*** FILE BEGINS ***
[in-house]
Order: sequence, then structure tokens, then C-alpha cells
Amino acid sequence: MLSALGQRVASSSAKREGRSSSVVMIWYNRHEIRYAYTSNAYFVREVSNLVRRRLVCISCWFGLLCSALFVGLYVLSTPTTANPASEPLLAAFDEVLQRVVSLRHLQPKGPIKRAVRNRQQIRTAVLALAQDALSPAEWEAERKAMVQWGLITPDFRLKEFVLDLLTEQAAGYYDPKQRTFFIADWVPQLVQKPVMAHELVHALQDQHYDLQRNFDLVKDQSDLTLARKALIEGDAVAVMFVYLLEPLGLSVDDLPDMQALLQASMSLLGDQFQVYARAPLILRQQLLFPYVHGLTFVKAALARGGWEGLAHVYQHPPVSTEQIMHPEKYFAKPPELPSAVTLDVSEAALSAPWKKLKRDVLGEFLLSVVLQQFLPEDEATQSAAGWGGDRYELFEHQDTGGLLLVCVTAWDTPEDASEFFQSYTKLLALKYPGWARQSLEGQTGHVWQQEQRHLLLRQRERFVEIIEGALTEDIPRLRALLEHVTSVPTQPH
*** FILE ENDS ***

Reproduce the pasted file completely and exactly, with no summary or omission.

[in-house]
Order: sequence, then structure tokens, then C-alpha cells
Amino acid sequence: MLSALGQRVASSSAKREGRSSSVVMIWYNRHEIRYAYTSNAYFVREVSNLVRRRLVCISCWFGLLCSALFVGLYVLSTPTTANPASEPLLAAFDEVLQRVVSLRHLQPKGPIKRAVRNRQQIRTAVLALAQDALSPAEWEAERKAMVQWGLITPDFRLKEFVLDLLTEQAAGYYDPKQRTFFIADWVPQLVQKPVMAHELVHALQDQHYDLQRNFDLVKDQSDLTLARKALIEGDAVAVMFVYLLEPLGLSVDDLPDMQALLQASMSLLGDQFQVYARAPLILRQQLLFPYVHGLTFVKAALARGGWEGLAHVYQHPPVSTEQIMHPEKYFAKPPELPSAVTLDVSEAALSAPWKKLKRDVLGEFLLSVVLQQFLPEDEATQSAAGWGGDRYELFEHQDTGGLLLVCVTAWDTPEDASEFFQSYTKLLALKYPGWARQSLEGQTGHVWQQEQRHLLLRQRERFVEIIEGALTEDIPRLRALLEHVTSVPTQPH